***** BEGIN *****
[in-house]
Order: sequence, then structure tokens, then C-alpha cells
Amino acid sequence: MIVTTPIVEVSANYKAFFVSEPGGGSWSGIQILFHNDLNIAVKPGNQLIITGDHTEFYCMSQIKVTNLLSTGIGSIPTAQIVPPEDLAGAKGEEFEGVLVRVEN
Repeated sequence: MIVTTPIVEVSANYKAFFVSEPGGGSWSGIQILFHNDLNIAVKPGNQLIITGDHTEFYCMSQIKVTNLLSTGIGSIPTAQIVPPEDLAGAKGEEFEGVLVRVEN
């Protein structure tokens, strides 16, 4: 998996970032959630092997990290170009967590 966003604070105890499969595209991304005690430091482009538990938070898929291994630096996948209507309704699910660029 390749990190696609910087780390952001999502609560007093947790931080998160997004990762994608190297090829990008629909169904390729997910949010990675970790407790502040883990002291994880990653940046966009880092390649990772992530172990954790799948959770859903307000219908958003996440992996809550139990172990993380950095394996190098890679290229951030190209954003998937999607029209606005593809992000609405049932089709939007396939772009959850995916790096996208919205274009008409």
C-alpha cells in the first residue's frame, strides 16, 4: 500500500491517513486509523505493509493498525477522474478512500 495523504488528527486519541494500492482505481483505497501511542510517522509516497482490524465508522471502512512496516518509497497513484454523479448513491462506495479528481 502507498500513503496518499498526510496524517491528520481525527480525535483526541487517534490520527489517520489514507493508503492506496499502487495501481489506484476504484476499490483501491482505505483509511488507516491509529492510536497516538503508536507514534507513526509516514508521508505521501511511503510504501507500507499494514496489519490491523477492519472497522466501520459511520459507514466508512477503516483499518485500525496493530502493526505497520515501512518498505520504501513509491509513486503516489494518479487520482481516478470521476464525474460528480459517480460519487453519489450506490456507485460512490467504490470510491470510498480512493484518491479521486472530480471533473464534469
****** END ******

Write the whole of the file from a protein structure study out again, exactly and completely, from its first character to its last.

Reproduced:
[in-house]
Order: sequence, then structure tokens, then C-alpha cells
Amino acid sequence: MIVTTPIVEVSANYKAFFVSEPGGGSWSGIQILFHNDLNIAVKPGNQLIITGDHTEFYCMSQIKVTNLLSTGIGSIPTAQIVPPEDLAGAKGEEFEGVLVRVEN
Repeated sequence: MIVTTPIVEVSANYKAFFVSEPGGGSWSGIQILFHNDLNIAVKPGNQLIITGDHTEFYCMSQIKVTNLLSTGIGSIPTAQIVPPEDLAGAKGEEFEGVLVRVEN
């Protein structure tokens, strides 16, 4: 998996970032959630092997990290170009967590 966003604070105890499969595209991304005690430091482009538990938070898929291994630096996948209507309704699910660029 390749990190696609910087780390952001999502609560007093947790931080998160997004990762994608190297090829990008629909169904390729997910949010990675970790407790502040883990002291994880990653940046966009880092390649990772992530172990954790799948959770859903307000219908958003996440992996809550139990172990993380950095394996190098890679290229951030190209954003998937999607029209606005593809992000609405049932089709939007396939772009959850995916790096996208919205274009008409």
C-alpha cells in the first residue's frame, strides 16, 4: 500500500491517513486509523505493509493498525477522474478512500 495523504488528527486519541494500492482505481483505497501511542510517522509516497482490524465508522471502512512496516518509497497513484454523479448513491462506495479528481 502507498500513503496518499498526510496524517491528520481525527480525535483526541487517534490520527489517520489514507493508503492506496499502487495501481489506484476504484476499490483501491482505505483509511488507516491509529492510536497516538503508536507514534507513526509516514508521508505521501511511503510504501507500507499494514496489519490491523477492519472497522466501520459511520459507514466508512477503516483499518485500525496493530502493526505497520515501512518498505520504501513509491509513486503516489494518479487520482481516478470521476464525474460528480459517480460519487453519489450506490456507485460512490467504490470510491470510498480512493484518491479521486472530480471533473464534469